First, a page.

The Secret Letters of Gertie and Hen – Review by Susy Brett

The Secret Letters of Gertie and Hen – New Wimbledon Studios

The first ever preview performance of the new full-length play, The Secret Letters of Gertie and Hen, took place this weekend at the New Wimbledon Studios.

The Secret Letters of Gertie and Hen tells the stories of a German girl, Gertie, and an English girl, Hen, during World War II. When it becomes too difficult for the two pen friends to send each other letters, the pair vow to never stop writing – despite the fact the letters can never be sent. Through the words of two outspoken young women, we see two contrasting experiences of the war in London and Berlin.

For too long, World War II stories have been told almost exclusively from the male perspective. The Secret Letters of Gertie and Hen aims to re-shift that balance. It focuses on the women who were left behind: Gertie, Hen, their mothers and siblings. While a full-length play set mostly at home during the war sounds like it might struggle to sustain enough drama, the opposite proves true. On both sides of the war, we watch strong women supporting their families, helping those less fortunate, and taking control of their situations.

The acting across the board is solid throughout, with each actor performing with both English and German accents. There is some difficulty switching between the two at times, but that can be expected in a preview performance with some fast transitions. Particularly deserving of praise are the portrayals of the two mothers in the story – Natasha Stiven as Jenny and Maria Hildebrand as Maria. Both women shine in gut-wrenching and heartbreaking scenes as they fear for the lives of their families.

The set and costumes feel very country and period appropriate; with a split level stage meaning Gertie and Hen’s familial homes feel separate and different. At the heart of both homes is a wireless, which delivers both propaganda and news of the war effort. Even when these are not being used within the play, they are focal points of the rooms – drawing attention to the period and the desperate struggle of those waiting at home, waiting for news of their loved ones. The use of period-appropriate music and audio from real wireless broadcasts also adds depth to the play, although the latter could use being trimmed down in length.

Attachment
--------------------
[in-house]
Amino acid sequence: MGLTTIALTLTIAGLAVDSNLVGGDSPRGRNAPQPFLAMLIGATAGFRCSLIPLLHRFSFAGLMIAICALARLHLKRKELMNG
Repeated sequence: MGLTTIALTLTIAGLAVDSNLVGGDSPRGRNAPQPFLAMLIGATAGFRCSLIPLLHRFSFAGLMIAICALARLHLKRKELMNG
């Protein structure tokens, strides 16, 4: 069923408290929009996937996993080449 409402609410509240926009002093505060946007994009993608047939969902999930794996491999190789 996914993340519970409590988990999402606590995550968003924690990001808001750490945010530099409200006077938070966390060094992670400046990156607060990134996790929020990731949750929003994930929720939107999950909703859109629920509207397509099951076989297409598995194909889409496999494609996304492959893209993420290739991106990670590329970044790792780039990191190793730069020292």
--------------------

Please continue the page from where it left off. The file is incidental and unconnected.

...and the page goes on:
The Secret Letters of Gertie and Hen is clearly a very ambitious new play. While the dedication to the period is admirable, it did at times feel like it was trying to shoehorn in every WWII topic possible. In one play there is the evacuation of English children, The League of German Girls, the removal of German Jews (and attempts by citizens to smuggle food to those in hiding), the reaction to Dunkirk, bomb raids, prisoners of war, refugees, disease, Chamberlain’s famous speech and propaganda aplenty including Mein Kampf, and more.

There are too many historical themes introduced to properly examine the impact of most. It also means the play does not always do justice to its characters: the many strong-willed women who it aims to champion. Time is drained from developing the characters of heroines Gertie and Hen, who do not have many other personality traits bar being headstrong and capable. This is disappointing because the quality is all there. Nevertheless, The Secret Letters of Gertie and Hen is a worthwhile project filled with potential.

The Secret Letters of Gertie and Hen will return for a new week-long run at the New Wimbledon Studios in November. 

Thanks also to Susy Brett who attended for us and guest posted. Find her normal twitter adventures at @susybumblebee